Spring 1995 Mission

The brain's disease-buster substance

As far back as 300 B.C., the Greek physicians Herophilus and Erasistratus thought they understood the pineal gland, a part of the brain that resembles a pea-sized pine cone. They said it was the valve that controlled the flow of memory.

By the 17th century, French scientist Rene Descartes had a new explanation. He concluded that the pineal gland was the seat of man's very soul.

None of the ancients knew that the pineal gland produces a hormone called melatonin. Melatonin was only discovered in 1958.

Russel J. Reiter, PhD, professor of cellular and structural biology, has devoted nearly 30 years to pineal research and has become one of the foremost authorities on melatonin. In 1993, his group published what he describes as his most exciting findings.

Melatonin, Dr. Reiter said, is a potent anti-oxidant. Anti-oxidants neutralize "free radicals," renegade molecules implicated in cancer and diseases associated with aging such as Alzheimer's.

What seems most significant is that melatonin levels decline as people age, stripping their defenses against disease. "In short," Dr. Reiter said, "melatonin may control our fate."

Landmark discoveries about melatonin have been coming from Dr. Reiter's laboratory for years. He is credited with earlier findings that helped show how melatonin runs the body's clock for sleep, reproduction and moods. Synthetic melatonin has become a popular diet supplement in health food stores. People take it for insomnia, jet lag and seasonal depression. The U.S. Food and Drug Administration, meanwhile, is examining several prescription applications for melatonin.

Melatonin is named for melanin, or skin pigment, and serotonin, a neurotransmitter found abundantly in the pineal gland. It was discovered by a Yale dermatologist who found that the extract from cow pineal glands lightened the skin of frogs. Melatonin later was identified as a hormone.

Starting in 1992, Dr. Reiter's group produced evidence that melatonin neutralizes the body's most toxic free radical, the hydroxyl radical. He found that melatonin was five times more effective than glutathione, a well-known anti-oxidant.

In another experiment, Dr. Reiter and associates in radiation oncology found that melatonin reduced free-radical damage associated with ionizing radiation such as that from an X-ray. Using groups of human white blood cells, they left one group untreated, then treated a second group with melatonin and a third group with DMSO, dimethyl sulfoxide, a known protectant against radiation damage. Both melatonin and DMSO reduced damage by 70 percent, but DMSO had to be used in a dosage 500 times greater than melatonin, he said.

In a third and most compelling experiment, Dr. Reiter gave a cancer-causing agent called safrole to two sets of laboratory rats. One set of rats also received melatonin; the other did not. Rats with melatonin had 41 to 99 percent less damage to their DNA than those without melatonin. There was lesser damage with higher melatonin doses. Free radicals are known to damage DNA.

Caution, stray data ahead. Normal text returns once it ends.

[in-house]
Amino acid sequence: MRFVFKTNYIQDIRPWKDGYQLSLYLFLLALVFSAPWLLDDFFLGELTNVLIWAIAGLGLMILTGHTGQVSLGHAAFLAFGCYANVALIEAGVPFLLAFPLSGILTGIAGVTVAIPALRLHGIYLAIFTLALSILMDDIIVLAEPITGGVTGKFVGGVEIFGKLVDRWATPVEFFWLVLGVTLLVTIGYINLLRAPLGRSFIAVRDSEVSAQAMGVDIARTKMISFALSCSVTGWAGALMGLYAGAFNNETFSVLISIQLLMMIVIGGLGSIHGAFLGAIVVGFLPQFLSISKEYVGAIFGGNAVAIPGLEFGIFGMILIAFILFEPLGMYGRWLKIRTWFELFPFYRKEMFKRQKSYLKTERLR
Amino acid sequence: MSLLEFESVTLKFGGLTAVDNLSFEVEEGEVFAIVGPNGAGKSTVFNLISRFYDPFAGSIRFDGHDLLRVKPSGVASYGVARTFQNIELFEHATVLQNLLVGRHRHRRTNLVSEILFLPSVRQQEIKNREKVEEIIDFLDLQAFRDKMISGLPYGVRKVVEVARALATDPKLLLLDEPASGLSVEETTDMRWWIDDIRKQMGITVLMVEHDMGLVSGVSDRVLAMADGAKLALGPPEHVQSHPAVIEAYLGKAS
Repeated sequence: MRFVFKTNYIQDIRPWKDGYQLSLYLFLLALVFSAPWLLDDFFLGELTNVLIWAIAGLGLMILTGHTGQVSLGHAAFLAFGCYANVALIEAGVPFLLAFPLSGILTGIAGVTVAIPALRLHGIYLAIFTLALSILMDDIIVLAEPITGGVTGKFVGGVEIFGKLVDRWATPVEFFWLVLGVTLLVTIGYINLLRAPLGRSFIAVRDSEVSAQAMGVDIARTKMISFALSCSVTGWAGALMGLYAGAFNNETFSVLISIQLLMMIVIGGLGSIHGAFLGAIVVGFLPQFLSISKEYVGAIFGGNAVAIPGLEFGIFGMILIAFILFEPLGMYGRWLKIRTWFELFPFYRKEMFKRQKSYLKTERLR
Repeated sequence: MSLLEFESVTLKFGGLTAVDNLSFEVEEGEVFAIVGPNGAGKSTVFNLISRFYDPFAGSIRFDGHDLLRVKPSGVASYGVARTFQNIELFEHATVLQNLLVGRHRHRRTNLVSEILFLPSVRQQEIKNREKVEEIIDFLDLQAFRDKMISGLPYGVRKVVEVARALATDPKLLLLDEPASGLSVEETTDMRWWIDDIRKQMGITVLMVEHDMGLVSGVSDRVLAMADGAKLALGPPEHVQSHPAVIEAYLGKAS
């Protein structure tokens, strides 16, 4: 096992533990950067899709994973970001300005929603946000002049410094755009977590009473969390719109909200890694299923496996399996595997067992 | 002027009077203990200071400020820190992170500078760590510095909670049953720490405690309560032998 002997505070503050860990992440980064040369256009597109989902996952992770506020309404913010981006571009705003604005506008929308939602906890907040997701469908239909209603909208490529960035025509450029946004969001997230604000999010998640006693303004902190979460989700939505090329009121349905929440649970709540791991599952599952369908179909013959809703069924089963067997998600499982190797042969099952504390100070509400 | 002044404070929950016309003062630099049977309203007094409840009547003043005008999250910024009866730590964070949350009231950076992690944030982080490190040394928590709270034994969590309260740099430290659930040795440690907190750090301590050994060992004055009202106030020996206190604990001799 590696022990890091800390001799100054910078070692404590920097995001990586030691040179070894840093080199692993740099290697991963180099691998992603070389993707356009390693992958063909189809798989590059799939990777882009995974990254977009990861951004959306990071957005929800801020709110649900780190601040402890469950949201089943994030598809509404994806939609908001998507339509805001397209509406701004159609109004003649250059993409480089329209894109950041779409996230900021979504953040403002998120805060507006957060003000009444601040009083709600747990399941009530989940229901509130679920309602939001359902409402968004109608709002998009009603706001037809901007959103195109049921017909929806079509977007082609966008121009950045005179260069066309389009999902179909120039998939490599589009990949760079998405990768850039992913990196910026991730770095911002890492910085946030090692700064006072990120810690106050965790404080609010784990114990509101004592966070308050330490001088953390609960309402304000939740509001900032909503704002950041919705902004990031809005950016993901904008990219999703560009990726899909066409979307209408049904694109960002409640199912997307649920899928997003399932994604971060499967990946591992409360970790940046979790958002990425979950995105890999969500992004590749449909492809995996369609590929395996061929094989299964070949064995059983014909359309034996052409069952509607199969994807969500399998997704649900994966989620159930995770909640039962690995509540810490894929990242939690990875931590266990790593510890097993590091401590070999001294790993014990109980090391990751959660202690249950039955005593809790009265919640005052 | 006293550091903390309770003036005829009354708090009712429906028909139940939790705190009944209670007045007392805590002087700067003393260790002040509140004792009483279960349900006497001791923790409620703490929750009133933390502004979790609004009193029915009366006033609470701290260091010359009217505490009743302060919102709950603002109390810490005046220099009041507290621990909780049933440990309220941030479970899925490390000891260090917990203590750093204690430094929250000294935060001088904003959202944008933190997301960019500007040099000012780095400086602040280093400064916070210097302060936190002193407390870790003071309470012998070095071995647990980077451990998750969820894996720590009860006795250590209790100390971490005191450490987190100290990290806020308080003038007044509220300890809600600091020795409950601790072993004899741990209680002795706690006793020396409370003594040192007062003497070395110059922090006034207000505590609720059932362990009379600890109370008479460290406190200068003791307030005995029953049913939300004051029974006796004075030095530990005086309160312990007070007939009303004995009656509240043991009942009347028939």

Melatonin dictates body cycles and its production is cyclical. The pineal produces melatonin only at night, when blood levels of the substance are 10 to 15 times higher than during the day. This helps explain why people become drowsy at night. It also helps explain why shift work and long-distance air travel disrupt body rhythms. Dr. Reiter himself takes 1 milligram of melatonin at night as a sleep aid.

A second cycle is associated with melatonin. Dr. Reiter said the length of nightfall affects melatonin production and thus behavior in general. For example, he said, long summer days contribute to a primitive instinct to reproduce. Shorter days, such as those in winter, may affect moods and contribute to a form of depression called Seasonal Affective Disorder.

A third cycle makes Dr. Reiter think melatonin is the key to understanding aging.

"As we age, our melatonin rhythm becomes attenuated. Your nighttime peak for melatonin production becomes lower and lower, which may explain why you age faster as you get older. The likelihood of getting a degenerative disease such as Parkinson's or Alzheimer's increases exponentially as you age. Now we think that may in part relate to the loss of the very strong protectant agent in melatonin," said Dr. Reiter, who said additional research will help resolve these important issues.

"The reduction in melatonin output as we age speeds up our rendezvous with death by decreasing our best protection against aging and the oxidants implicated in diseases associated with aging," Dr. Reiter said.

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